From the Principal - Mark Geraets
Remembrance Day provided a poignant moment for our School Community to stop and reflect this week. We paused our daily activities to commemorate in our Tuesday assembly and again in a minute's silence at recess on Thursday, the loss of Australian lives in all wars and conflicts - nearly 103,000 Australians to date - to lay a wreath in their memory and to acknowledge the debt of gratitude we owe them for our freedom.
It also is an opportunity for us to do what we do best - educate our young students. We are lucky to live in a current-day peaceful society, so many of our students cannot begin to comprehend the sacrifices, including the ultimate sacrifice, made on their behalf by Australian men and women in our history.
With our Remembrance Day service, we were able to convey the important legacy our servicemen and women leave us.
Remembrance Day marks the end of fighting on the Western Front on November 11, 1918. At the time, the anniversary was known as Armistice Day, in reference to the formal agreement the German leaders signed to end the war. The name was changed to Remembrance Day after World War II ended in 1945. It has since become a day to remember the service and sacrifice of those who have died since World War I.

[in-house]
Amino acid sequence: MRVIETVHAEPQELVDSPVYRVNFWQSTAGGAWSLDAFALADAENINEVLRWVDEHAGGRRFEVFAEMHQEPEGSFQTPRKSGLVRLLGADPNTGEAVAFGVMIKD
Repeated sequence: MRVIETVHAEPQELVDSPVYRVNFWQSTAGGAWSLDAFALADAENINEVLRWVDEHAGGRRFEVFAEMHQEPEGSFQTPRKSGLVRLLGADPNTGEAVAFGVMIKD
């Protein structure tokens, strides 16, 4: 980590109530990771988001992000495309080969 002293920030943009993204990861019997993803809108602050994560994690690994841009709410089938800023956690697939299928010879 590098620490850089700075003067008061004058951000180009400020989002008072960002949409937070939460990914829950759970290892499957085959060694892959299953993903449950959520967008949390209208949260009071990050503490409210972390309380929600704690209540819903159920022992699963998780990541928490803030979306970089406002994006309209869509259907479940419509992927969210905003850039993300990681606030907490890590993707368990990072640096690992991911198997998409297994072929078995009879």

Scots has a very real connection to the World Wars, particularly the Second World War, through our relationship with the 2nd 23rd Battalion.
In 1940, the Defence Department annexed the Albury Showground, which was situated on the southern boundary of Albury Grammar School, to establish a training centre. It became the home of the 2/23rd Battalion which was also known as Albury’s Own.
The Albury Grammar School’s Cadet Corps was established in 1939 and the proximity of the 2nd 23rd made a big impression on the cadets. Six AGS students later joined the Battalion when they were of age.
The two groups co-operated on many levels, forging a close association and on return from the war, the Battalion presented the Cadet Corp with the Tobruk Shield in recognition of their assistance. The Shield was then presented annually to a platoon in the Cadet Corp until it disbanded in 1982.
As recognition of our long, proud history and our place in the history of the Albury region, Scots annually names a Year 12 student as Ambassador to the 2nd 23rd Battalion. This year’s Ambassador, Alex Davidson, made a moving address as part of our Remembrance Day service.
It is this, and the involvement of other students in leading the service - our captains Thalia Cross and Mitch Russell laid a wreath, Oliver Baitch played the Last Post, Liam Nicolson played the bagpipes, Bianca Blackberry played the National Anthem, Lachie Coe and Zara Shaw led us in prayer and Billy Brooks read from Corinthians - that connects our school to its history and to that of our country.
Lest We Forget.